Framing Help/Advice Thread

Share your pictures of framed art and discuss framing.
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JBFrame
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Mon Apr 28, 2014 12:57 pm

PLUSH wrote:Not really a framing issue, more a cutting issue. I am looking for a cutter, to cut things like foamcore, cardboard (things along those lines). size 32 x 40.


I What other choice besides these.

http://www.dickblick.com/products/fletc ... ne-cutter/

this seems a way better price for what does what I need - just straight cuts.
http://www.amazon.com/gp/product/B004V8 ... S1XU3CI9F8

Any suggestions on the best for my needs?
Both works but the mat cutter on Amazon is for the hobbyist and if you are going to cut a lot I wouldn't suggest that machine. If you are going to do a lot of cutting I would recommend checking out the Logan Simplicity which is still a hobbyist machine but capable of cutting a thicker foam core or mat board and is a little sturdier built. The straight line cutter on Blick is just that - it will cut at 90 degrees only. The cutter on Amazon is actually Logan's low end mat cutter and it will cut 90 degrees, 45 degrees, and I believe glass. You have to purchase the 90 degree and glass cutting head seperately. I believe the 45 degree head comes with the machine. Blick use to carry the same Logan mat cutter and I think it was at even a better price - especially when they have their sales going on. You can always find it on ebay for a pretty good price.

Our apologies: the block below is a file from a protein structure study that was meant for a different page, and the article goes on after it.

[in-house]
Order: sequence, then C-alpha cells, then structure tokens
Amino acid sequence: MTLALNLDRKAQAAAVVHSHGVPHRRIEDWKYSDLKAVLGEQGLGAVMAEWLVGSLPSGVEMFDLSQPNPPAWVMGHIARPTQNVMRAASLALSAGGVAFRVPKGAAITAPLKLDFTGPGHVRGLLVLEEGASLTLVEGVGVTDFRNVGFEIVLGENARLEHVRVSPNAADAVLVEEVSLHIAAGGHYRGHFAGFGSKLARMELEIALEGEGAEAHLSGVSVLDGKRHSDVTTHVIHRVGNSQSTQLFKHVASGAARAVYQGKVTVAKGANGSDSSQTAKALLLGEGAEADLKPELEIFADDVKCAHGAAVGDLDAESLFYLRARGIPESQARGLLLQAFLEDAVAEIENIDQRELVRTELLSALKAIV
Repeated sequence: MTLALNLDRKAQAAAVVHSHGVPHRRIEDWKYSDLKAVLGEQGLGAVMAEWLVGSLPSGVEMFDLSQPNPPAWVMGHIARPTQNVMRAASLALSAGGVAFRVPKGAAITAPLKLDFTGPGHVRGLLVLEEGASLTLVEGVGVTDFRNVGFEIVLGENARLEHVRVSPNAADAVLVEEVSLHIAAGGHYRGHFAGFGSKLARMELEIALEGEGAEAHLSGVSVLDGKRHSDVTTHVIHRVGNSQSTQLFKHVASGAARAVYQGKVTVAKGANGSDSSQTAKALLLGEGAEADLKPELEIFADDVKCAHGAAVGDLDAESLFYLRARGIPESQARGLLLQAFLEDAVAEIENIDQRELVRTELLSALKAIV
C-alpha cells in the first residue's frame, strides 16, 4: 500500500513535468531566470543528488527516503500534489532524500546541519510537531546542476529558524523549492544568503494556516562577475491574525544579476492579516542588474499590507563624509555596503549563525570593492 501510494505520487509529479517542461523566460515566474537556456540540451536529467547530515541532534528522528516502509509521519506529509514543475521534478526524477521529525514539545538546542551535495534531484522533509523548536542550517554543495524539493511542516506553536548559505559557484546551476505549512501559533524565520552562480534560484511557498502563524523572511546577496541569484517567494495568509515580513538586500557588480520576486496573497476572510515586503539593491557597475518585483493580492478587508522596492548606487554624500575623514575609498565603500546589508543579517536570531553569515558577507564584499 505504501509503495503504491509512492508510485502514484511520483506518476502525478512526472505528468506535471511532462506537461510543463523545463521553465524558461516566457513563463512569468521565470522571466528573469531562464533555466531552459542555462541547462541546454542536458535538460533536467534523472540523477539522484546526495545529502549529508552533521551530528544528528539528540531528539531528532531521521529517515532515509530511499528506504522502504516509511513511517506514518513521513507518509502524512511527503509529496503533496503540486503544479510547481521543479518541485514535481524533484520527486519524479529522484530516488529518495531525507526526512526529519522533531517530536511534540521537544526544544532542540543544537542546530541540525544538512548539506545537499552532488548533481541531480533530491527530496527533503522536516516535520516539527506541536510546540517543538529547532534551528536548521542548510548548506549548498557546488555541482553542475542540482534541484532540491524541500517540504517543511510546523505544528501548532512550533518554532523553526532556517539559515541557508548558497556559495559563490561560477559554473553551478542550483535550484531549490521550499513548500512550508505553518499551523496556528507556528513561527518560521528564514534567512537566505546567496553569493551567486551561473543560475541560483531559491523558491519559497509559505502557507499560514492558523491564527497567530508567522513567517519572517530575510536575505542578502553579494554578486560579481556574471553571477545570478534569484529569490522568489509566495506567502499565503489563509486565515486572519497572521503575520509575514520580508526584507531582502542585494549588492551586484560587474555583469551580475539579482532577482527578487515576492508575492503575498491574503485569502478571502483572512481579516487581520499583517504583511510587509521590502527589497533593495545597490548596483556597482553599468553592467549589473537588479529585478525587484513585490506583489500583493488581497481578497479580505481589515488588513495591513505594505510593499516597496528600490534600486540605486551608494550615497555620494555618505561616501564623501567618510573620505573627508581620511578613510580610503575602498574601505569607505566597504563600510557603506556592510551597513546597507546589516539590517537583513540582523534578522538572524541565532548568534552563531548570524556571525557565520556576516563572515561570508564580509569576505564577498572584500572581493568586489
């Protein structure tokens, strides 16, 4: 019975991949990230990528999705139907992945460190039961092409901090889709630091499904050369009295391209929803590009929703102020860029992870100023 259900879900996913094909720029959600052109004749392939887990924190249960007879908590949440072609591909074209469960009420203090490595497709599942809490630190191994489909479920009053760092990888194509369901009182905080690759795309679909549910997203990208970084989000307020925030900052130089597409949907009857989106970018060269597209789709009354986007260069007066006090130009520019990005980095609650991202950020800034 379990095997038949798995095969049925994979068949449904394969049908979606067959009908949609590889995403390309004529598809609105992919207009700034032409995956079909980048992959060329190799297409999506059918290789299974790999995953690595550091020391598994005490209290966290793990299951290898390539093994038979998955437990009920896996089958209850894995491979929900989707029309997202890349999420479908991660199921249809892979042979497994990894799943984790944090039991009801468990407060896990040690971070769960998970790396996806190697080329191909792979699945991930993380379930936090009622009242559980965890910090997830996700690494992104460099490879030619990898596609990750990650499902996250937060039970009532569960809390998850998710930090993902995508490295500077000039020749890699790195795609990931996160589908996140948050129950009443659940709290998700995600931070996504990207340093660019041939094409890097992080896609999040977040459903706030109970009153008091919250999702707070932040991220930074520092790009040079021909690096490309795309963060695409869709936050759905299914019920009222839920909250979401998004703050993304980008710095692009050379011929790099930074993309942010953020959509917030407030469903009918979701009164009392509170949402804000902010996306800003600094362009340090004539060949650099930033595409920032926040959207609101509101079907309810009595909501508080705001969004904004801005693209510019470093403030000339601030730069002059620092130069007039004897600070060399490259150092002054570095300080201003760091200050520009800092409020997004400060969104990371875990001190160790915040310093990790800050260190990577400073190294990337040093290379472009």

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Tazgarde
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Mon Apr 28, 2014 1:03 pm

The 450 comes with both heads (45 & 90). The glass cutter is extra. The straight cutter has two height settings for mats and foamcore.
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milligan
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Mon Apr 28, 2014 5:54 pm

I've been using the Logan 450 (40in model.) It is fine for home framing. The measurements are off, so you need to measure using a ruler or tape measurer. You also have to adjust the start and stop mark manually when you first get it because it is not calibrated from the factory, so be sure to have spare mat board for the calibration. Otherwise, its plenty for most non-pros. I bought the glass cutter that can be used with it and it works great. Be sure to buy a box a 50 razors, you'll need to change them often. I've had no troubles with the cutter, at least not enough to make me want to spend 3-4x more on a pro model. It takes about 5-10 mins to mark and cut a mat. I've even done multiple openings on it without any trouble.

HL carries the 450 and it qualifies for 40% off, which brings it to around the amazon price. FWIW, I've never used a pro cutter, so I may be in the situation of ignorance is bliss :)
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PLUSH
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Tue Apr 29, 2014 2:02 pm

JBFrame wrote:
PLUSH wrote:Not really a framing issue, more a cutting issue. I am looking for a cutter, to cut things like foamcore, cardboard (things along those lines). size 32 x 40.


I What other choice besides these.

http://www.dickblick.com/products/fletc ... ne-cutter/

this seems a way better price for what does what I need - just straight cuts.
http://www.amazon.com/gp/product/B004V8 ... S1XU3CI9F8

Any suggestions on the best for my needs?
The straight line cutter on Blick is just that - it will cut at 90 degrees only.
That is all I am looking for (just a straight cutter) I went to Kinkos yesterday to use their cutter. Not sure what they had, but it was crap. It uses a rolling sharpened disc. It just indented the foamcore and cardboard I was cutting. Plus it was really too thick.
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misterwhisper
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Tue Apr 29, 2014 2:46 pm